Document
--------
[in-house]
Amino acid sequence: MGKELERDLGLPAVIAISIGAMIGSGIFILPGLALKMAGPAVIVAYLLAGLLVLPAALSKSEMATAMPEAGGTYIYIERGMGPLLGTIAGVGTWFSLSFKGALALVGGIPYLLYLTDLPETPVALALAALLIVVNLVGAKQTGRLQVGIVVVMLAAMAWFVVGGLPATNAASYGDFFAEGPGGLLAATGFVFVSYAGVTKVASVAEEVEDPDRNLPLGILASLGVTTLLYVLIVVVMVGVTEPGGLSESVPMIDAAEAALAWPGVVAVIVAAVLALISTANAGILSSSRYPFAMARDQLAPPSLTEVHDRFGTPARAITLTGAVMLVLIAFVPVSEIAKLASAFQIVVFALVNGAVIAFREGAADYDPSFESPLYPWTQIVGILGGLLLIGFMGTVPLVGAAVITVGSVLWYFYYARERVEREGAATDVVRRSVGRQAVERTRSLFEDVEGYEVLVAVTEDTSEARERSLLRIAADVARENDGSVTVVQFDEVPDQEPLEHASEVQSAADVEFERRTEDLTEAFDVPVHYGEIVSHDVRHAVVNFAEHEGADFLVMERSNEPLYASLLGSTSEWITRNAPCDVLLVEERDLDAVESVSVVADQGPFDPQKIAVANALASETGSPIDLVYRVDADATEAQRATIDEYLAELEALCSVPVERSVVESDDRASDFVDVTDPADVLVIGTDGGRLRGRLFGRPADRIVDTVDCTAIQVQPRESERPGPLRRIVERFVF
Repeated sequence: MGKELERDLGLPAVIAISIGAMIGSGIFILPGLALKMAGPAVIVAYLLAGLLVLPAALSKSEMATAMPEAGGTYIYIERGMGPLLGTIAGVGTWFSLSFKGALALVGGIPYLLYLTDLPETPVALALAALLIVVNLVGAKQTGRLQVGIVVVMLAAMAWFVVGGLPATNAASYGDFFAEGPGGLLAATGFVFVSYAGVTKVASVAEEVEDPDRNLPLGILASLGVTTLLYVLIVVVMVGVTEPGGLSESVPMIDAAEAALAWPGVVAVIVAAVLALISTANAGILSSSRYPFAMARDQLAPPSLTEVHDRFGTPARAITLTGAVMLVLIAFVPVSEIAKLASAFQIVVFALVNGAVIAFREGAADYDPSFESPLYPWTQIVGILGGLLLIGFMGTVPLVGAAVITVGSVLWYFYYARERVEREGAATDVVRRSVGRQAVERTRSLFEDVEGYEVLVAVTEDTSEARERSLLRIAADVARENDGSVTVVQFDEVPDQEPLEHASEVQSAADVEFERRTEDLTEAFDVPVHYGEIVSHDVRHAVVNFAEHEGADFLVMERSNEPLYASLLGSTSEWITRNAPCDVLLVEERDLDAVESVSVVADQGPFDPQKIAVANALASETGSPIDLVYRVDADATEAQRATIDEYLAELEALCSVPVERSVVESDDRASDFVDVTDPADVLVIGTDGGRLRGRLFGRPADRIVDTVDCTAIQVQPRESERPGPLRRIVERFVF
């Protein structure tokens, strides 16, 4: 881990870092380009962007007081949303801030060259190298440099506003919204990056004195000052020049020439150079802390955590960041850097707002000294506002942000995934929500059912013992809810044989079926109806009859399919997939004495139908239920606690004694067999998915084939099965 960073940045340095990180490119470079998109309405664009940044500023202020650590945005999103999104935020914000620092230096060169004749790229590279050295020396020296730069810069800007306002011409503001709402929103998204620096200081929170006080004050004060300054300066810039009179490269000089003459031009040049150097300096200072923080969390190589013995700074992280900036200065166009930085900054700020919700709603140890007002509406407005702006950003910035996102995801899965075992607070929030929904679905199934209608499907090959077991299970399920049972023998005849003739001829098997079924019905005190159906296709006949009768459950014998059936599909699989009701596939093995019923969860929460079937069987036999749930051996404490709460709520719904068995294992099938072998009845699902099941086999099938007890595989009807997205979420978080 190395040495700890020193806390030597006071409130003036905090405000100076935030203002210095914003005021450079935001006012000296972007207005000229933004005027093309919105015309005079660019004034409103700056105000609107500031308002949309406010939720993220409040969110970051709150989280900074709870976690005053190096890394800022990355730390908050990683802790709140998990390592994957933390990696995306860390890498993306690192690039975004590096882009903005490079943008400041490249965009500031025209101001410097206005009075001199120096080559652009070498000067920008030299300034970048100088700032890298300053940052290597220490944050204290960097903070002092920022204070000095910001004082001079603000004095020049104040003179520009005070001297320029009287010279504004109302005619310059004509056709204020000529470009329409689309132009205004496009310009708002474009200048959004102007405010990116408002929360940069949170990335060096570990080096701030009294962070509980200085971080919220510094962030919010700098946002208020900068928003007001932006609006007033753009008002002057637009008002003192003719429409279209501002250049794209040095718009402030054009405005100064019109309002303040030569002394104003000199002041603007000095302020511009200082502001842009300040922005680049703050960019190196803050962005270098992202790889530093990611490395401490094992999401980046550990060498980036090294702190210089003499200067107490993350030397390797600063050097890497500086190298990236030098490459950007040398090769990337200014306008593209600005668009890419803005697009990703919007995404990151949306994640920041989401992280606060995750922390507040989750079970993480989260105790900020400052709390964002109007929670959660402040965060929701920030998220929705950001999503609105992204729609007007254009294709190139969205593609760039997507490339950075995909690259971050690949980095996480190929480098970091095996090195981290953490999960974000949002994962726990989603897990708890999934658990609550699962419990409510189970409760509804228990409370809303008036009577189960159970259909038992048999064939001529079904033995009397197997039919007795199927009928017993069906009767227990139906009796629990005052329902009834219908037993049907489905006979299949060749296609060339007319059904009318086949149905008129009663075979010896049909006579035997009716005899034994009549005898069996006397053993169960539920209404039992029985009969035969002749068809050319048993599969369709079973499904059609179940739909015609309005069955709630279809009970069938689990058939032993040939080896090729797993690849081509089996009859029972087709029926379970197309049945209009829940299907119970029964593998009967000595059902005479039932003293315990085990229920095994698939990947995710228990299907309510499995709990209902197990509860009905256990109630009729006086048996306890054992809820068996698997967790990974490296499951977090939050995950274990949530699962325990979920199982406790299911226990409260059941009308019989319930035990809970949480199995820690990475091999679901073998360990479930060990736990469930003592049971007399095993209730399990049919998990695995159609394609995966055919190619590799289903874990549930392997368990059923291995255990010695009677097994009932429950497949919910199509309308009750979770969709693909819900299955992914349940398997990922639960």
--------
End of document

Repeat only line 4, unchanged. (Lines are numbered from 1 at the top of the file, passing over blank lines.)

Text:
């Protein structure tokens, strides 16, 4: 881990870092380009962007007081949303801030060259190298440099506003919204990056004195000052020049020439150079802390955590960041850097707002000294506002942000995934929500059912013992809810044989079926109806009859399919997939004495139908239920606690004694067999998915084939099965 960073940045340095990180490119470079998109309405664009940044500023202020650590945005999103999104935020914000620092230096060169004749790229590279050295020396020296730069810069800007306002011409503001709402929103998204620096200081929170006080004050004060300054300066810039009179490269000089003459031009040049150097300096200072923080969390190589013995700074992280900036200065166009930085900054700020919700709603140890007002509406407005702006950003910035996102995801899965075992607070929030929904679905199934209608499907090959077991299970399920049972023998005849003739001829098997079924019905005190159906296709006949009768459950014998059936599909699989009701596939093995019923969860929460079937069987036999749930051996404490709460709520719904068995294992099938072998009845699902099941086999099938007890595989009807997205979420978080 190395040495700890020193806390030597006071409130003036905090405000100076935030203002210095914003005021450079935001006012000296972007207005000229933004005027093309919105015309005079660019004034409103700056105000609107500031308002949309406010939720993220409040969110970051709150989280900074709870976690005053190096890394800022990355730390908050990683802790709140998990390592994957933390990696995306860390890498993306690192690039975004590096882009903005490079943008400041490249965009500031025209101001410097206005009075001199120096080559652009070498000067920008030299300034970048100088700032890298300053940052290597220490944050204290960097903070002092920022204070000095910001004082001079603000004095020049104040003179520009005070001297320029009287010279504004109302005619310059004509056709204020000529470009329409689309132009205004496009310009708002474009200048959004102007405010990116408002929360940069949170990335060096570990080096701030009294962070509980200085971080919220510094962030919010700098946002208020900068928003007001932006609006007033753009008002002057637009008002003192003719429409279209501002250049794209040095718009402030054009405005100064019109309002303040030569002394104003000199002041603007000095302020511009200082502001842009300040922005680049703050960019190196803050962005270098992202790889530093990611490395401490094992999401980046550990060498980036090294702190210089003499200067107490993350030397390797600063050097890497500086190298990236030098490459950007040398090769990337200014306008593209600005668009890419803005697009990703919007995404990151949306994640920041989401992280606060995750922390507040989750079970993480989260105790900020400052709390964002109007929670959660402040965060929701920030998220929705950001999503609105992204729609007007254009294709190139969205593609760039997507490339950075995909690259971050690949980095996480190929480098970091095996090195981290953490999960974000949002994962726990989603897990708890999934658990609550699962419990409510189970409760509804228990409370809303008036009577189960159970259909038992048999064939001529079904033995009397197997039919007795199927009928017993069906009767227990139906009796629990005052329902009834219908037993049907489905006979299949060749296609060339007319059904009318086949149905008129009663075979010896049909006579035997009716005899034994009549005898069996006397053993169960539920209404039992029985009969035969002749068809050319048993599969369709079973499904059609179940739909015609309005069955709630279809009970069938689990058939032993040939080896090729797993690849081509089996009859029972087709029926379970197309049945209009829940299907119970029964593998009967000595059902005479039932003293315990085990229920095994698939990947995710228990299907309510499995709990209902197990509860009905256990109630009729006086048996306890054992809820068996698997967790990974490296499951977090939050995950274990949530699962325990979920199982406790299911226990409260059941009308019989319930035990809970949480199995820690990475091999679901073998360990479930060990736990469930003592049971007399095993209730399990049919998990695995159609394609995966055919190619590799289903874990549930392997368990059923291995255990010695009677097994009932429950497949919910199509309308009750979770969709693909819900299955992914349940398997990922639960």